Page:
How to estimate the useful life of a fixed asset

2. Fixed asset useful life factors

The useful life of a fixed asset is often different from its physical life. For example, a fixed asset can be physically capable of producing goods (beyond its useful life) but it might be retired by the company because the asset is inadequate, technically obsolete, etc. In other words, such an asset is no longer useful to the company.

There are two main types of factors that can affect the useful life a fixed asset:

  1. Physical factors:† expiration, wear and tear, decay, casualty (fire, flood, theft)
  2. Economic factors:
    1. Inadequacy: a fixed asset becomes not useful when the demands of a company change
    2. Supersession: a fixed asset is replaced with a more efficient or economical asset
    3. Obsolescence: unforeseen physical or technical obsolescence

For different types of fixed assets, different factors might be considered when estimating the useful life. That is, for some fixed assets physical factors are more important than economic factor, and vice versa.

For example, physical factors are usually more important in estimating the useful life of buildings: for example, wear and tear, decay, and casualty (e.g. fire, flood) are more likely to be the cause of retiring a building. In this case, maintenance plays an important role in prolonging (or shortening) the useful life of the fixed asset.

Economic factors, on the other hand, are more likely to affect the useful lives of equipment, machinery, factories, etc. A piece of machinery might become technically obsolete well before its physical life is over. Important to note, economic factors might also effect the residual value of a fixed asset. For example, technical obsolescence often affects not only the useful life of computers but also their salvage values.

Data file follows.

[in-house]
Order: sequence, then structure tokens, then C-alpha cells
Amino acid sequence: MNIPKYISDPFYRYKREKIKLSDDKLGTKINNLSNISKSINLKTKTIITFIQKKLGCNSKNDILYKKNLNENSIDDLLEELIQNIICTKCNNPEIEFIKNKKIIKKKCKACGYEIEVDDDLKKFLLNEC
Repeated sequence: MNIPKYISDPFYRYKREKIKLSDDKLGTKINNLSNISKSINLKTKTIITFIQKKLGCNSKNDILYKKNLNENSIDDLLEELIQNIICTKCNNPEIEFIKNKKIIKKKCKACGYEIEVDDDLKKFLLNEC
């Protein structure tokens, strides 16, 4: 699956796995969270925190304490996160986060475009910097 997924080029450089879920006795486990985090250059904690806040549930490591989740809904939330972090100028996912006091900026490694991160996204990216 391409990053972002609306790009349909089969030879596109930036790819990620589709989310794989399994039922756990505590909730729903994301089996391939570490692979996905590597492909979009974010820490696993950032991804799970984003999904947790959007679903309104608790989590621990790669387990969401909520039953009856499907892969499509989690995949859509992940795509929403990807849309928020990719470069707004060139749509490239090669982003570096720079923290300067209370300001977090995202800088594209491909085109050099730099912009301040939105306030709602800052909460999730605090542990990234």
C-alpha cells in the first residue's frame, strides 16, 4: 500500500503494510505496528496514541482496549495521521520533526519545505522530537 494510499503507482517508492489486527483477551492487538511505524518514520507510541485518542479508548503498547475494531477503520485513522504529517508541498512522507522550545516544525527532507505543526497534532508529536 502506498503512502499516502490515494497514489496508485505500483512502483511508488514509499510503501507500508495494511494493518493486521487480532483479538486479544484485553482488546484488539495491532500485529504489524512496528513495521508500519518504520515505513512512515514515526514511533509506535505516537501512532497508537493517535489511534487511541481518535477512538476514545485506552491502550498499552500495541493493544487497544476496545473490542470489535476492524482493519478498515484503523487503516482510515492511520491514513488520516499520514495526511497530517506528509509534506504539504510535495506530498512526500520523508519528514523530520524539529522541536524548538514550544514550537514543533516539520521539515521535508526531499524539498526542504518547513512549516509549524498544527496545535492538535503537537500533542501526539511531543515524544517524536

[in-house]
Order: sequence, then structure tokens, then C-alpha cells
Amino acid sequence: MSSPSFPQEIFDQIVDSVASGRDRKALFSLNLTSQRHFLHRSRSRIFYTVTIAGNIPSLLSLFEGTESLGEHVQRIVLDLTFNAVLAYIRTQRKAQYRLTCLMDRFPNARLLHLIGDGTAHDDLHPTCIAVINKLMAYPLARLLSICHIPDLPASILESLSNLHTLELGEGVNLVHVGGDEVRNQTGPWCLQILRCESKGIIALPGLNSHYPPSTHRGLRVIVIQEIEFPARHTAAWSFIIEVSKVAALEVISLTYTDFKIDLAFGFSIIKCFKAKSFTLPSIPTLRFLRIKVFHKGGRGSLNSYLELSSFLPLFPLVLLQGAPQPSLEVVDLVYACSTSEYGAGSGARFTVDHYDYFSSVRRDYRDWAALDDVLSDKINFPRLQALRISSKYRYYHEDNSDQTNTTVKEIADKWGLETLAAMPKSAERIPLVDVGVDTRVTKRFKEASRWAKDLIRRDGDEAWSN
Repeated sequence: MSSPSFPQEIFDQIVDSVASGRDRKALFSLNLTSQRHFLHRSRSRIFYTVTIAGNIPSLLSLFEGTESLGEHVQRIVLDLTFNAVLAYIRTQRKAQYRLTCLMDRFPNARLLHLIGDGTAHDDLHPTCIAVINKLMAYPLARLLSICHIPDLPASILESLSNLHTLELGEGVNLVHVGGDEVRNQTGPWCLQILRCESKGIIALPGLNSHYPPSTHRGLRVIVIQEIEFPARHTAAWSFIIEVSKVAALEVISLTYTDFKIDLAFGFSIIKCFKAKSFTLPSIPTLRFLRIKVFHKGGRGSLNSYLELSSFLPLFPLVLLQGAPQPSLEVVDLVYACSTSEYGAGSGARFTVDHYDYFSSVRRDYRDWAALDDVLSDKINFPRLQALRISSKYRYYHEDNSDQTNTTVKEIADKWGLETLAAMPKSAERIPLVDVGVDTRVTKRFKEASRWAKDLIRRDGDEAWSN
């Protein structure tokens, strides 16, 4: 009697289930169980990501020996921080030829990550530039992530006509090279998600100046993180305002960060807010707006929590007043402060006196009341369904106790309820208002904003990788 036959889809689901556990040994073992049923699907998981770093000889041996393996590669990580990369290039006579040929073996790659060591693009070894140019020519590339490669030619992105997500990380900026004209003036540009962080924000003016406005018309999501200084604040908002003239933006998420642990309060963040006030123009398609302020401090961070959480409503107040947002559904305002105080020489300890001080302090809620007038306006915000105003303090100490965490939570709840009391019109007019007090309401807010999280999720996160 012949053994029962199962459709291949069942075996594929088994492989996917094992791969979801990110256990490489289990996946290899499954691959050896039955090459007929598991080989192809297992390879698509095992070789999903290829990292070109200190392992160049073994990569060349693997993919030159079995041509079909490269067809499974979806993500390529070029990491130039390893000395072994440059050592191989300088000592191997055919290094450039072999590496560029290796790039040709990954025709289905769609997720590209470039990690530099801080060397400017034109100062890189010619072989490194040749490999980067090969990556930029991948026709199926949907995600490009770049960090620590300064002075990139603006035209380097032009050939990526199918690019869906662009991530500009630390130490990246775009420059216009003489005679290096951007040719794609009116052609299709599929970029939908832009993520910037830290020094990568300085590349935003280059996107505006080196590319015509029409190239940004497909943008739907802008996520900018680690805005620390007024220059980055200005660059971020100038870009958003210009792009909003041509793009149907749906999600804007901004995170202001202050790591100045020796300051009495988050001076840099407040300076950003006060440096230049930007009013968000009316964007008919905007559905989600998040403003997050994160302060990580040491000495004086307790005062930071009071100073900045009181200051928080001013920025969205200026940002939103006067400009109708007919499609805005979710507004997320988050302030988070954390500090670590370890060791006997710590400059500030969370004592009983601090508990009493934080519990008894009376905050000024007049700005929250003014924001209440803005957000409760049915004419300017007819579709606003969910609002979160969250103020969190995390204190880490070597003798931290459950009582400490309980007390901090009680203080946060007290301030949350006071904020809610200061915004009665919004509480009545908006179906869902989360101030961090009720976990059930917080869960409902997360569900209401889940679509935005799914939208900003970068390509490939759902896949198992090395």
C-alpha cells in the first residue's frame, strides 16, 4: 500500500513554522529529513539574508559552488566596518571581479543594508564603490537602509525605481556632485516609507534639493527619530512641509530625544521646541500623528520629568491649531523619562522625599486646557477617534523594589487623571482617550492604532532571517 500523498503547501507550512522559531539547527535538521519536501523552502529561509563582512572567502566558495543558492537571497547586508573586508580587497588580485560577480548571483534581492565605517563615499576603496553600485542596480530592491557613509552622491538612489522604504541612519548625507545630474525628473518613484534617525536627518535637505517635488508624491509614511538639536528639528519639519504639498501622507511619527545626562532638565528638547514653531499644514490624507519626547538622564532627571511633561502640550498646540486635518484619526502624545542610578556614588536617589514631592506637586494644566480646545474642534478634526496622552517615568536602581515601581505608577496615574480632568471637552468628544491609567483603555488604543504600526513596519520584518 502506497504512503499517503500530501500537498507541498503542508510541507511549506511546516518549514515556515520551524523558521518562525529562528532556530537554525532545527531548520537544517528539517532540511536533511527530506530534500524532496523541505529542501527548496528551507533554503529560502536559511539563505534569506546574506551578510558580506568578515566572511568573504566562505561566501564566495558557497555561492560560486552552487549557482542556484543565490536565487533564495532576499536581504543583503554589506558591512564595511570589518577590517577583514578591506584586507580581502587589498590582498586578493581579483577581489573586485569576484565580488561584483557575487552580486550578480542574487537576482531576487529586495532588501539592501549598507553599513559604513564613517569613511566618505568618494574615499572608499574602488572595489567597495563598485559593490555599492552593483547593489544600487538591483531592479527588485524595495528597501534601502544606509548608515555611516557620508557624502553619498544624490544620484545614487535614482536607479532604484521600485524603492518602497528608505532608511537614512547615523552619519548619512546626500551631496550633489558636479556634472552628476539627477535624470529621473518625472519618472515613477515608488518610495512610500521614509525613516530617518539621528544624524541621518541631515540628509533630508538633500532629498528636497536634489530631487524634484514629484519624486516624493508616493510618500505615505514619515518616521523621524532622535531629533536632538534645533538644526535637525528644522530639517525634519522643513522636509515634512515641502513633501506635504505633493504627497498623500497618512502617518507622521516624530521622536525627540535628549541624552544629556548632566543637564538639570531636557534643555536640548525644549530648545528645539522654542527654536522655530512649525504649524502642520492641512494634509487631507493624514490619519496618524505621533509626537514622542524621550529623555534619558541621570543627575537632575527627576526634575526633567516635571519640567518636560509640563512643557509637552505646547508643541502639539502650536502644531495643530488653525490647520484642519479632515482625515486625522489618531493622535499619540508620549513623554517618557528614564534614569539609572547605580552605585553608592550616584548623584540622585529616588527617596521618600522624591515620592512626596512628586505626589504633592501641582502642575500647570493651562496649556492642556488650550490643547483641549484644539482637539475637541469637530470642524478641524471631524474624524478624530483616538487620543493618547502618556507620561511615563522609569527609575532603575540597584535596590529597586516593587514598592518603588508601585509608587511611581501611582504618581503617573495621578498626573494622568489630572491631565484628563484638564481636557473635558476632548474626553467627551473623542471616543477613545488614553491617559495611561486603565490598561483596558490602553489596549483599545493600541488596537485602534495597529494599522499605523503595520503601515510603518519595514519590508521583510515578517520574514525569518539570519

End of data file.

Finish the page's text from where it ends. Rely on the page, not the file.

When the utility (i.e., usefulness) of a fixed asset drops below its book value, the fixed asset should be written down. In other words, when the fair value of a fixed asset is below its book value, a company should recognize an impairment loss on the fixed asset: this loss should not be reported as an extraordinary item. For example, according to the US GAAP, a fixed asset should be written down when the estimated future cash flows from using the asset are less than the assetís book value. This is an example of a conservative accounting practice.

To learn more about accounting for fixed assets, refer to the tutorial on Accounting for Long-term Assets.

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